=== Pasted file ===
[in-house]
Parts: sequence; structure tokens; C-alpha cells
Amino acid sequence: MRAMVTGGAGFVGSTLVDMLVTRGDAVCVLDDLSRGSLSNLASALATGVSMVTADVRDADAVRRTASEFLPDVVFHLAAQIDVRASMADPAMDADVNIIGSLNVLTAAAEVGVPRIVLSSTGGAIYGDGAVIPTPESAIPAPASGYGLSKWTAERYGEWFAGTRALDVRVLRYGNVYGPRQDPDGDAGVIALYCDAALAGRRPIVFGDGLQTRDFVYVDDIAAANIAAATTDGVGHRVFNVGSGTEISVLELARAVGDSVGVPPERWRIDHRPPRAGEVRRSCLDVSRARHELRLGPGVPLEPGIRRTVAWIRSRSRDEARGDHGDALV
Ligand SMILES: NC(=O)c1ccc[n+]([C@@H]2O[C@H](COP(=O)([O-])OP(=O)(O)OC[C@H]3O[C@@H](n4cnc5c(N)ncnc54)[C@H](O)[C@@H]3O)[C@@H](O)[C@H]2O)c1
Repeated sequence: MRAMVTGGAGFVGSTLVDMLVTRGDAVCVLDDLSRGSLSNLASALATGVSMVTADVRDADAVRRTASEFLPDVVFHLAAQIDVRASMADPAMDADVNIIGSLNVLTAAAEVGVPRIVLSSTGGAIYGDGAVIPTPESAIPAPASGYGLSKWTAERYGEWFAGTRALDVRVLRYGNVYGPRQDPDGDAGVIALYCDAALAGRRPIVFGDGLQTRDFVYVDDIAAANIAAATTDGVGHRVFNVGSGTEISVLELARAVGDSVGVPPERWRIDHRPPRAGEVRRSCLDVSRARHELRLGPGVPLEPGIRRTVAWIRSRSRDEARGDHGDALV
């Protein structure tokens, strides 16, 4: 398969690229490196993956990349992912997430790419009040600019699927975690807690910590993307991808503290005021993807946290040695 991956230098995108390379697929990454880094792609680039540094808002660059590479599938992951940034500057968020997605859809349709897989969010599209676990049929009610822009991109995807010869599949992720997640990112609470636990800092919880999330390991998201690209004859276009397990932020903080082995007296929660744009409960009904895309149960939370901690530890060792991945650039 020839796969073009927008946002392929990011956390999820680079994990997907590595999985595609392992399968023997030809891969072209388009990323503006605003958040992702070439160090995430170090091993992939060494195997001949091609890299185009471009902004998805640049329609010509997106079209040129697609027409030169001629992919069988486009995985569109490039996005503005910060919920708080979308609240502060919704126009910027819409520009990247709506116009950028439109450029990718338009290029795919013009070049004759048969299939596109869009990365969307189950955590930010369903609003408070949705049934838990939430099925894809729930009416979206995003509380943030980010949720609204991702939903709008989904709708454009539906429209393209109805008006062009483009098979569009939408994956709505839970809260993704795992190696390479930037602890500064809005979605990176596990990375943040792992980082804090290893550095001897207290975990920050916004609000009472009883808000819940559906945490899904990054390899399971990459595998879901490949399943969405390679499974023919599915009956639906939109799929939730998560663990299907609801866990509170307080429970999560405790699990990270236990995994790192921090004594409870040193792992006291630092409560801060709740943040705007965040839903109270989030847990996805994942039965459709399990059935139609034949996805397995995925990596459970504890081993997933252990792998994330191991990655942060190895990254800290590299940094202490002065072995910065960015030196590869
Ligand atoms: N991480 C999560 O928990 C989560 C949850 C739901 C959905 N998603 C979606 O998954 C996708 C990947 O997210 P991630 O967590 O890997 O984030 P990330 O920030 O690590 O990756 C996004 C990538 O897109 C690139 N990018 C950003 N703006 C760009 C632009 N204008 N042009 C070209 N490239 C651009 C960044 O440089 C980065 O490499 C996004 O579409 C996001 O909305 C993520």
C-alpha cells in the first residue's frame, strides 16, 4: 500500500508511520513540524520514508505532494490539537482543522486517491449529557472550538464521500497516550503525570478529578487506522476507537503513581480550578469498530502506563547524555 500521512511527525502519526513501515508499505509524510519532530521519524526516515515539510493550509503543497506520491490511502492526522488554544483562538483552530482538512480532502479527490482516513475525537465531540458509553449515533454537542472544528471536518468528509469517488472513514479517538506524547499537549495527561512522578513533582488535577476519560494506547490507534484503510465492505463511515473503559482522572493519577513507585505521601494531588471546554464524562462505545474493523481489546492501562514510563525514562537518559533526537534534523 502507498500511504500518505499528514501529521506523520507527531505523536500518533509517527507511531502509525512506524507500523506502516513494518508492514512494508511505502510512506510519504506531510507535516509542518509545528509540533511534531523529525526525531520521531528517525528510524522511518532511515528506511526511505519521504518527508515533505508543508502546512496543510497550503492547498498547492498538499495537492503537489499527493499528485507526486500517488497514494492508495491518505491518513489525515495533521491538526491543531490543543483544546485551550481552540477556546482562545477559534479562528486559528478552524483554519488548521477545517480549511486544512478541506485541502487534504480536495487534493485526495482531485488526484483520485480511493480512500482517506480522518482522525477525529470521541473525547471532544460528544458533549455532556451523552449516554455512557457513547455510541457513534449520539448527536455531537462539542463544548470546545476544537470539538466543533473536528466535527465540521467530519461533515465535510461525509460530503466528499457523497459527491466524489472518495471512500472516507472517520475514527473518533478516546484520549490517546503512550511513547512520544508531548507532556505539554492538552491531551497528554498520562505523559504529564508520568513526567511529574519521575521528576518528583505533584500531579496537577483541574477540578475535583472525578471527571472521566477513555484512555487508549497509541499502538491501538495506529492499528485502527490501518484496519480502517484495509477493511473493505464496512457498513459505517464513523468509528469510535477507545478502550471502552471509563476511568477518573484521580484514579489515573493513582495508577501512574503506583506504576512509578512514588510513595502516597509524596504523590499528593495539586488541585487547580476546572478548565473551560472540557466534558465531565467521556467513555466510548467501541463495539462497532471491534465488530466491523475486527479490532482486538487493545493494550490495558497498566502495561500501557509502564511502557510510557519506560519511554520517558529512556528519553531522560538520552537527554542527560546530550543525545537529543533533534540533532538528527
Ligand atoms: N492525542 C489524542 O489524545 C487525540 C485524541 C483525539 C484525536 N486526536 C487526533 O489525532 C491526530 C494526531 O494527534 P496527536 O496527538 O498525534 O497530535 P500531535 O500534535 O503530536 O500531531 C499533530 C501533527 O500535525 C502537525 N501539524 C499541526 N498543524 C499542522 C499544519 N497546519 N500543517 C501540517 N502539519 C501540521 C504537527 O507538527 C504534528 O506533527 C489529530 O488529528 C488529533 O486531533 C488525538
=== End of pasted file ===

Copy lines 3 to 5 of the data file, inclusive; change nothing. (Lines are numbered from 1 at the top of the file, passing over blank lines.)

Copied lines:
Amino acid sequence: MRAMVTGGAGFVGSTLVDMLVTRGDAVCVLDDLSRGSLSNLASALATGVSMVTADVRDADAVRRTASEFLPDVVFHLAAQIDVRASMADPAMDADVNIIGSLNVLTAAAEVGVPRIVLSSTGGAIYGDGAVIPTPESAIPAPASGYGLSKWTAERYGEWFAGTRALDVRVLRYGNVYGPRQDPDGDAGVIALYCDAALAGRRPIVFGDGLQTRDFVYVDDIAAANIAAATTDGVGHRVFNVGSGTEISVLELARAVGDSVGVPPERWRIDHRPPRAGEVRRSCLDVSRARHELRLGPGVPLEPGIRRTVAWIRSRSRDEARGDHGDALV
Ligand SMILES: NC(=O)c1ccc[n+]([C@@H]2O[C@H](COP(=O)([O-])OP(=O)(O)OC[C@H]3O[C@@H](n4cnc5c(N)ncnc54)[C@H](O)[C@@H]3O)[C@@H](O)[C@H]2O)c1
Repeated sequence: MRAMVTGGAGFVGSTLVDMLVTRGDAVCVLDDLSRGSLSNLASALATGVSMVTADVRDADAVRRTASEFLPDVVFHLAAQIDVRASMADPAMDADVNIIGSLNVLTAAAEVGVPRIVLSSTGGAIYGDGAVIPTPESAIPAPASGYGLSKWTAERYGEWFAGTRALDVRVLRYGNVYGPRQDPDGDAGVIALYCDAALAGRRPIVFGDGLQTRDFVYVDDIAAANIAAATTDGVGHRVFNVGSGTEISVLELARAVGDSVGVPPERWRIDHRPPRAGEVRRSCLDVSRARHELRLGPGVPLEPGIRRTVAWIRSRSRDEARGDHGDALV